Bearsden Choir

City Halls, Glasgow

four stars

ALTHOUGH it is not likely to boost the number of performances of his work, it is easy to see why Bearsden Choir alumnus George Swann leapt at the chance to orchestrate the work his fellow singers premiered a year ago.

Swann’s setting of Romantic poet John Clare’s Love Lies Beyond The Tomb was given another dimension with the addition of a score for the McOpera ensemble that opened with Sue Baxendale’s horn and gave all the wind players, and particularly the combination of flute and clarinet, a specific role in the accompaniment.

The singular wordless section, before Clare’s fifth stanza, was given a combination of low strings and bassoon in the underscore, and bracketed by passages of unaccompanied singing in what was a very effective development of the young composer’s work.

If last May’s City Halls concert, which placed the piece in the company of Tippett and Mozart, was Bearsden’s boldest programme to date, Sunday afternoon’s continued the adventure with the contrasting challenges of Arvo Part and Giacomo Puccini. Conductor and chorus director Andrew Nunn has now been at the helm for ten years, during which the choir has made remarkable strides.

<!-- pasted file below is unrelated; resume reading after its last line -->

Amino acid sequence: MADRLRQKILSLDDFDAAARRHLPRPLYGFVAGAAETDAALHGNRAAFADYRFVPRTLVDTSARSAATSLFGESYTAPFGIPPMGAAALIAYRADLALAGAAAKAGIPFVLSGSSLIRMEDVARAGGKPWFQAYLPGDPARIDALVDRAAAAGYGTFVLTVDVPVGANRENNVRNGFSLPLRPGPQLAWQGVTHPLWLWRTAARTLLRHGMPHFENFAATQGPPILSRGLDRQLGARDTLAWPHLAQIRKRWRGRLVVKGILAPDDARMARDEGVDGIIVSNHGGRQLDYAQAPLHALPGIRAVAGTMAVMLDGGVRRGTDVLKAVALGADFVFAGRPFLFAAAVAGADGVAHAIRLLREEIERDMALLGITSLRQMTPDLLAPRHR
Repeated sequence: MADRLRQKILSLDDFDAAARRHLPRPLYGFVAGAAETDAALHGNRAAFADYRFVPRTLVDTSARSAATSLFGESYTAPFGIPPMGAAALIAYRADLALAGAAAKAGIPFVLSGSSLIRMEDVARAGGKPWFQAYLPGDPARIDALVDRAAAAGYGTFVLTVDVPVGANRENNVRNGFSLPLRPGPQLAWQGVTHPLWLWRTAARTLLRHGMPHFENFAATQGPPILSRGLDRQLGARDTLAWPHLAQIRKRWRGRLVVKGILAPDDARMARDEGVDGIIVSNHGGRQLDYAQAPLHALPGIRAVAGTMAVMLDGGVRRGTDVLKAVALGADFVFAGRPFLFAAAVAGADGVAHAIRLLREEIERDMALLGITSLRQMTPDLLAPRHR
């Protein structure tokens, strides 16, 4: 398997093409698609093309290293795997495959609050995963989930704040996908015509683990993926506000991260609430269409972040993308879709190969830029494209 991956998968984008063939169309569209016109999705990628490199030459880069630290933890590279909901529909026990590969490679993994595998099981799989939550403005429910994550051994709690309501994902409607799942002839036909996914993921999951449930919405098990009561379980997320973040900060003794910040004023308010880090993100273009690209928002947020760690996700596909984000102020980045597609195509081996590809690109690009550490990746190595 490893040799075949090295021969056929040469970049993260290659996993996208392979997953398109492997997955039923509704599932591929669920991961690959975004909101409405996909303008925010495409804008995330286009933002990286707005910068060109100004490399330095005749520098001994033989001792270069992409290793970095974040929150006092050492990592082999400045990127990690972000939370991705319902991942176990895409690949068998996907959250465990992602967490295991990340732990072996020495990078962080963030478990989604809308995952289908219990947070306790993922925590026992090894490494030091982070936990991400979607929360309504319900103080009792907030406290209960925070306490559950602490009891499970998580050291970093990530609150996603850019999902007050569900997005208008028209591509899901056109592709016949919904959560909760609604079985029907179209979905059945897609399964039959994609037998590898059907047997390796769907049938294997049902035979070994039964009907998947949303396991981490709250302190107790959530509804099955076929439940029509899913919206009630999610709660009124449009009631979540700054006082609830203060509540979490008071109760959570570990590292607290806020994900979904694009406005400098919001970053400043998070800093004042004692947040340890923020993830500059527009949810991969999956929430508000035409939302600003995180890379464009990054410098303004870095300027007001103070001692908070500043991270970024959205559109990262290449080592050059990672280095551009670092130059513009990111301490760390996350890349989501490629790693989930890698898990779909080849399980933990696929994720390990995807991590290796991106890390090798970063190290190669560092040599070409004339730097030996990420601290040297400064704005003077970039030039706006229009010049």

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This year is the centenary of Puccini’s death, but he was even younger than Swann when he composed the Messa di Gloria as his graduation project from Milan Conservatory. It is a young man’s work, the lengthy Gloria a showcase of his skill in different ways of setting the Latin liturgy.

The structure of the piece is oddly unbalanced, however, with that movement and the Credo that follows on a different scale from the other sections, but there is some wonderful music for the chorus to get its teeth into, a basket of choral confectionery that this choir clearly revelled in.

The soloists, tenor Daniel Bell and baritone Pawel Piotrowski, both from the Alexander Gibson Opera School at the Royal Conservatoire of Scotland, have less to work with, but requiring singing of wide range. Bell’s Italianate voice was especially suited to the music and Piotrowski was most effective on the Benedictus in the penultimate Sanctus movement.

Arvo Part’s Marian anthem Salve Regina, which opened the concert, premiered in the first year of the present century and could hardly be more different. With a distinctive accompaniment of strings and Christopher Nickol’s celesta, it is a particularly challenge for a choir of this size.

The unison tutti at the start was perhaps a stretch, but the close-harmony section-work that followed was much more secure and the crescendo on “misericordes oculos” very precisely executed.